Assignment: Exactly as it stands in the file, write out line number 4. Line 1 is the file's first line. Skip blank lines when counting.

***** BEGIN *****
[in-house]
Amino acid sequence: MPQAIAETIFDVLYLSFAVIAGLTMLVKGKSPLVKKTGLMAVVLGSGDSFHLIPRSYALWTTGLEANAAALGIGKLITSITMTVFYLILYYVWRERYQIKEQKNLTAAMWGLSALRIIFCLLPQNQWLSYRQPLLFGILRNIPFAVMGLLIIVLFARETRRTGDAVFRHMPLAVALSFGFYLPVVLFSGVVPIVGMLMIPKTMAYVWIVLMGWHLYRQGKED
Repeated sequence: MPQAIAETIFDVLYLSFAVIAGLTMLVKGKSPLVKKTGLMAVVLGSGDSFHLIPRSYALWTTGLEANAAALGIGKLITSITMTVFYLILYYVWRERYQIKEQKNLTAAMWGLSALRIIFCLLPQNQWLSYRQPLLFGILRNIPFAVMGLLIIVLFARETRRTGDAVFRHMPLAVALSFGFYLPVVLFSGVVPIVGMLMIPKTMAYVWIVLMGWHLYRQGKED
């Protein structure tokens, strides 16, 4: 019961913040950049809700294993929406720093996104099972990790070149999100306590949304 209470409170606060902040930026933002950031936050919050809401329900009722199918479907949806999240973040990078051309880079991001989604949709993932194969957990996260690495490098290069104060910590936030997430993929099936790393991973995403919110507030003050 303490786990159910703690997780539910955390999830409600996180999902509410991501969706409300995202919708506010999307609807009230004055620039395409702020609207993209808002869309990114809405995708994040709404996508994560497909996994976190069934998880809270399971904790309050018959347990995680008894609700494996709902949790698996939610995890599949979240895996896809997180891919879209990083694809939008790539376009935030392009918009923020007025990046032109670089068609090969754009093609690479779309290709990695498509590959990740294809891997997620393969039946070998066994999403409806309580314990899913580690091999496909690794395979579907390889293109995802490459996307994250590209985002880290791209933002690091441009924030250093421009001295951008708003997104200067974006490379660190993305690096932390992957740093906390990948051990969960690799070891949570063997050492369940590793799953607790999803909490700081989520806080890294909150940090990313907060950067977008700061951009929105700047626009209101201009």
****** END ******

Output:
């Protein structure tokens, strides 16, 4: 019961913040950049809700294993929406720093996104099972990790070149999100306590949304 209470409170606060902040930026933002950031936050919050809401329900009722199918479907949806999240973040990078051309880079991001989604949709993932194969957990996260690495490098290069104060910590936030997430993929099936790393991973995403919110507030003050 303490786990159910703690997780539910955390999830409600996180999902509410991501969706409300995202919708506010999307609807009230004055620039395409702020609207993209808002869309990114809405995708994040709404996508994560497909996994976190069934998880809270399971904790309050018959347990995680008894609700494996709902949790698996939610995890599949979240895996896809997180891919879209990083694809939008790539376009935030392009918009923020007025990046032109670089068609090969754009093609690479779309290709990695498509590959990740294809891997997620393969039946070998066994999403409806309580314990899913580690091999496909690794395979579907390889293109995802490459996307994250590209985002880290791209933002690091441009924030250093421009001295951008708003997104200067974006490379660190993305690096932390992957740093906390990948051990969960690799070891949570063997050492369940590793799953607790999803909490700081989520806080890294909150940090990313907060950067977008700061951009929105700047626009209101201009």